I was back to mindlessly breezing through Facebook tonight, when I saw the picture above (posted on Jackson Galaxy’s page). He tagged it as #sweetcaroline. And within seconds I welled up and cried.
Woah. That was an unexpectedly powerful response.
I think it’s just the fact that she’s a tortoiseshell kitty with a little smudge of colour on her cheek. Turtle had that too. And I saw her in the photo for a second.
It’s been 14 years since Turtle died. She was only on this earth for 14 years in the first place, but I obviously still carry her deep within me.
But the cat in the picture isn’t Turtle. This is Turtle:
I was about 11 years old in that photo. She was 1 and a half.
My parents would complain that they couldn’t understand what I could see in that cat. When I wasn’t home, all she did was sit in the hallway and howl insistently. If they went to pet her or comfort her, she would swat at them and run off. Everyone in my family got scars from Turtle.
Yet I knew what nobody else did. When I was there she just stayed with me in my room and didn’t bother going into the rest of the house. She was wonderfully affectionate with me – climbing inside my t-shirts, licking my hair, eating off my plate, and tolerating all of my never-ending hugs. She loved it when I practiced my French lessons on her. “Ah, ma belle tortue. Tu est faim?” And she would purr gently, with that little, wispy voice of hers, and stand by her bowl. At night, she would climb under the blanket with me and poke her head out to rest on my shoulder. Sometimes I would talk softly to her about my day – but if she wanted to just sleep, she’d put a paw over my mouth to make me shut up. And I would kiss it, which annoyed her. We just had that kind of relationship.
She was my first cat. My brother wanted a kitten, and my parents always had to be fair, so they told us that we could both have one. They took us to the local cat shelter, and my brother was quickly having trouble picking between all the frisky, rolling little balls of fur who wanted to play with him. But I didn’t have any trouble picking one. I just sat quietly in the cage and watched all kittens play. But one little tortoiseshell kitten held back and just watched the others with her big, shy eyes. After a little while, she plucked up the courage to take a few steps towards me and sniff my hand. She let me scratch behind her ears. She purred, but she still seemed wary. I knew that this was the kitten I needed. She was just like me – and we both seemed to instinctively understand each other’s shyness.
Eventually, in every aspect, we seemed to become one in the same. We were both prickly to the outside world, but enormously sweet and silly with each other. We talked a lot – she even made fun of my meows and kept correcting me. I knew just what she was saying – whether she wanted more food, or to go out, or just wanted the dog to die. Turtle was the only living being who I could say knew me inside and out and loved me anyway. If you find that kind of relationship with a human being, people think that you’re blessed – but I don’t think you’re any less blessed if you’re loved by a cat instead. As she got older, sometimes I’d find that I’d pick her up and just bury my face in her fur. She had the most lovely, warm, dusty scent. Sometimes the smell of her would make my heart ache so much that I thought it would break. I knew I wouldn’t have her forever, but I just couldn’t get enough of her smell… Sometimes I would cry, and she would butt her head against my temple and complain because I was getting her wet.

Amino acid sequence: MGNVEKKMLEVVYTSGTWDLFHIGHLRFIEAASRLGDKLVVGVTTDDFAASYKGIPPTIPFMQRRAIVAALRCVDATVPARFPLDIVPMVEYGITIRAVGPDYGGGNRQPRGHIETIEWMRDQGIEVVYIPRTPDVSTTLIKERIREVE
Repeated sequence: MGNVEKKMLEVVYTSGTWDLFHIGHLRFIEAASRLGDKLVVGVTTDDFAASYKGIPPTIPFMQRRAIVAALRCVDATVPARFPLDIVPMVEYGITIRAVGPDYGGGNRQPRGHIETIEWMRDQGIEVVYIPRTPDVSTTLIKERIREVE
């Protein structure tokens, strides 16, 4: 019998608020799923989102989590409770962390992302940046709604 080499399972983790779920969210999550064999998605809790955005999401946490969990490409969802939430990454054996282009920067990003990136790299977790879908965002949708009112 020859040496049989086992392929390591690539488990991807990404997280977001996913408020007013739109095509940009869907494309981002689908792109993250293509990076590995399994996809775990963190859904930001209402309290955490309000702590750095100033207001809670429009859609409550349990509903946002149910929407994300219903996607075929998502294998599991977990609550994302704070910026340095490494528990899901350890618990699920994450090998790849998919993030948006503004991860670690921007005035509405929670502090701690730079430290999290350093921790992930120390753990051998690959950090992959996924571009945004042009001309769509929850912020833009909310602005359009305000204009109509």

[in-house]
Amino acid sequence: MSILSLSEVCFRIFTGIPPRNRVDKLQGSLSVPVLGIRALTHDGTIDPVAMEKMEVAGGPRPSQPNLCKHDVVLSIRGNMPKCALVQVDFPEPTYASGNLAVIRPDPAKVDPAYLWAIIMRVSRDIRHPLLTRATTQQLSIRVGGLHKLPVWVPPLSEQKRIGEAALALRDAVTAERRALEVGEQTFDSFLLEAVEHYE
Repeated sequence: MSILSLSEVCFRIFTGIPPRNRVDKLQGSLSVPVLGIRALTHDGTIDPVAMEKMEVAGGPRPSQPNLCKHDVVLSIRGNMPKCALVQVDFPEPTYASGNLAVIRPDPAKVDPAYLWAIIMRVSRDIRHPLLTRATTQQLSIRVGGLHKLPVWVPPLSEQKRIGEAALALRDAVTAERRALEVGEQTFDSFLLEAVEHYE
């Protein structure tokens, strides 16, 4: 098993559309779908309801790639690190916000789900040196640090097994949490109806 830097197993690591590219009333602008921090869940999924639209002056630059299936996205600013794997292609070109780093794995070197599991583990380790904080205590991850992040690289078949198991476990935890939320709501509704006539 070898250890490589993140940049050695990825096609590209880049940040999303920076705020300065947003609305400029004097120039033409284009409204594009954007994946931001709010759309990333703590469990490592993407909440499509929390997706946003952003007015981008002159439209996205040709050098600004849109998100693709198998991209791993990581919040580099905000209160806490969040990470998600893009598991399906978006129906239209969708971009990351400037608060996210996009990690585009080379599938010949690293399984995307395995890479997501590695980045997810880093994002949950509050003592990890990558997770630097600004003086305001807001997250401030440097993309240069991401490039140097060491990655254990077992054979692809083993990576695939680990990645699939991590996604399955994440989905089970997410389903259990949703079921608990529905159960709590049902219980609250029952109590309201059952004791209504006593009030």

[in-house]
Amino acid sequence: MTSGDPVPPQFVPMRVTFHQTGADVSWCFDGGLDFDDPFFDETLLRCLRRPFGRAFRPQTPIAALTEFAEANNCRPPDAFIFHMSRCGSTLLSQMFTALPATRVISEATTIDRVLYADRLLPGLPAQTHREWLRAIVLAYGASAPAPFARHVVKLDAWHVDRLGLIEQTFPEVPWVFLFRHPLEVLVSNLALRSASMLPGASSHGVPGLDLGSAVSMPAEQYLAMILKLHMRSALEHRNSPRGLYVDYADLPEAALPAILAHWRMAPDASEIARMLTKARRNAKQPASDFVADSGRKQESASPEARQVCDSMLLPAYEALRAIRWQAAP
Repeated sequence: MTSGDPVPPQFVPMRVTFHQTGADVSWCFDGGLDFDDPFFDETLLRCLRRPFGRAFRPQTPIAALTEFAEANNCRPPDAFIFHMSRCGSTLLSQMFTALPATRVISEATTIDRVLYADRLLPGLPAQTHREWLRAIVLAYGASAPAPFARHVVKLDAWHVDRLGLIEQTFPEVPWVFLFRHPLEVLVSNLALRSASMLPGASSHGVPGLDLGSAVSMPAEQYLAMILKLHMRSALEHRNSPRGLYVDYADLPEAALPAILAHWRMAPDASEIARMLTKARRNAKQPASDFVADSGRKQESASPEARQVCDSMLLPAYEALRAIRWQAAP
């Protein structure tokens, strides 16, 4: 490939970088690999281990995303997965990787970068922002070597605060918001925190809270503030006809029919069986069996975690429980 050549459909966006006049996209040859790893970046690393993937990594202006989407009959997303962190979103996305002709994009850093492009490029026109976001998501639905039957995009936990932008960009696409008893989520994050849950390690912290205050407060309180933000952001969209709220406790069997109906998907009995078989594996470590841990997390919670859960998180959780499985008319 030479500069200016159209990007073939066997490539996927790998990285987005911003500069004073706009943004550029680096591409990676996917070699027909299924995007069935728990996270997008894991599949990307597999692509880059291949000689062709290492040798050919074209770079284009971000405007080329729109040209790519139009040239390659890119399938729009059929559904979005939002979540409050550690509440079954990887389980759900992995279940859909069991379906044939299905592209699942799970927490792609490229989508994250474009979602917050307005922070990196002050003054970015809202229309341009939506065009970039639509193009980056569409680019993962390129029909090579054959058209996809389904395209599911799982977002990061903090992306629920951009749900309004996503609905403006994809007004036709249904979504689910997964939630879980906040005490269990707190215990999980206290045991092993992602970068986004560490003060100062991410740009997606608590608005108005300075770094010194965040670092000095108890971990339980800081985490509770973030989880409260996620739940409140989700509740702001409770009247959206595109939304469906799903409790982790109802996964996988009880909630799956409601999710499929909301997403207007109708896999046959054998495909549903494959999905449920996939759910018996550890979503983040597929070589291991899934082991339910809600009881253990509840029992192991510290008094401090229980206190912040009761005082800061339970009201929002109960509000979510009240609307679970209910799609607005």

One day, when my then-boyfriend turned up unexpectedly with his dogs, they chased her up a tree. And I drove them off with a stick, then climbed that tree, soothed her in her fluffed-up state, and carried her down by gripping the scruff of her neck in my teeth. She didn’t so much as wiggle. She knew she was safe with me.
I tried to explain this relationship to my diary. The only thing I could say was: “You have to understand that I’m just head-over-heels in love. It’s like she’s my wife!”
A few months after I wrote that, she had a stroke. She struggled on for about three weeks, determined not to give up even though her back legs didn’t work right anymore. But in the end, it became too much even for her. She lay in bed with me one night – as we had every night since we came into each other’s life – purring softly but clearly not comfortable. Eventually, she dragged herself up and under all of the pillows behind me. She’d never done that before. I don’t know how I knew it, but I knew she was looking for somewhere hidden where she could die…
And I’m finding less of your hair
in the carpet …
under the couch …
in my mouth …
Your food is rotting in the back of
And, sometimes, I start to talk to you,
before I remember …
The silence sits on me like a mountain
and I cannot
But I roll over restless at night
and touch your empty place.
And I catch that faint scent again:
your urine in the mattress,
Heavy with hormones from that hard last day.
And I don’t roll away.
For months afterward, my house was just silent. I didn’t put the radio on, I didn’t turn on the TV… I lost 8 kilos. Some days I just couldn’t bring myself to eat. At night, I really would actually seek out the spot in the bed where she’d lain before she died. That scent was the only part of her that I had left…
And how I wanted that sweet, warm, dusty smell back! I wanted to remember every part of her…
The grief just emptied me.
But losing Turtle is not what having Turtle was all about. She accepted me. She changed me, in the same way that I changed her. She let me know that I could be loved just the way I was… and I did the same for her…
It sounds like a small thing, but, really, it’s not.
I used to sing this to her as a lullaby. It’s still her song…